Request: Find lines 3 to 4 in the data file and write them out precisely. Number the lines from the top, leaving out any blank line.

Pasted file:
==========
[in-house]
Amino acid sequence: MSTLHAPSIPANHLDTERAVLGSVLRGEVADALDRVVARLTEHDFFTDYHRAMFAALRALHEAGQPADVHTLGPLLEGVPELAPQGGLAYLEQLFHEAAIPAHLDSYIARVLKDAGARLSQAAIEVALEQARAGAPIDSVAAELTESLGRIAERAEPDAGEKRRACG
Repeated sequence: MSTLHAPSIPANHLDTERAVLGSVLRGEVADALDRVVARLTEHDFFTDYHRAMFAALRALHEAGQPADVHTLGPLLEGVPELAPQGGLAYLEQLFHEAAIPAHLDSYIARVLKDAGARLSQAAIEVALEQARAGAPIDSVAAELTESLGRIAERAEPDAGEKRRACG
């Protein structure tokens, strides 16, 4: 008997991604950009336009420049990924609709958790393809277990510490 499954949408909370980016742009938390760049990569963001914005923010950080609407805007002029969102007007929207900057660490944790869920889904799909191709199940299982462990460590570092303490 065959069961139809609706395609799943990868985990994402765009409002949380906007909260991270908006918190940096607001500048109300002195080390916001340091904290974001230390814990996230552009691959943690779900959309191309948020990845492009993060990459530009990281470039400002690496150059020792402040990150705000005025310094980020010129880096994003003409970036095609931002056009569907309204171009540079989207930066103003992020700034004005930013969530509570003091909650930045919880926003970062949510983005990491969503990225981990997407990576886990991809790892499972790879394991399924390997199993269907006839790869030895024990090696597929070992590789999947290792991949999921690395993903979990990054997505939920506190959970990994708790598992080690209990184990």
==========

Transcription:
Repeated sequence: MSTLHAPSIPANHLDTERAVLGSVLRGEVADALDRVVARLTEHDFFTDYHRAMFAALRALHEAGQPADVHTLGPLLEGVPELAPQGGLAYLEQLFHEAAIPAHLDSYIARVLKDAGARLSQAAIEVALEQARAGAPIDSVAAELTESLGRIAERAEPDAGEKRRACG
């Protein structure tokens, strides 16, 4: 008997991604950009336009420049990924609709958790393809277990510490 499954949408909370980016742009938390760049990569963001914005923010950080609407805007002029969102007007929207900057660490944790869920889904799909191709199940299982462990460590570092303490 065959069961139809609706395609799943990868985990994402765009409002949380906007909260991270908006918190940096607001500048109300002195080390916001340091904290974001230390814990996230552009691959943690779900959309191309948020990845492009993060990459530009990281470039400002690496150059020792402040990150705000005025310094980020010129880096994003003409970036095609931002056009569907309204171009540079989207930066103003992020700034004005930013969530509570003091909650930045919880926003970062949510983005990491969503990225981990997407990576886990991809790892499972790879394991399924390997199993269907006839790869030895024990090696597929070992590789999947290792991949999921690395993903979990990054997505939920506190959970990994708790598992080690209990184990």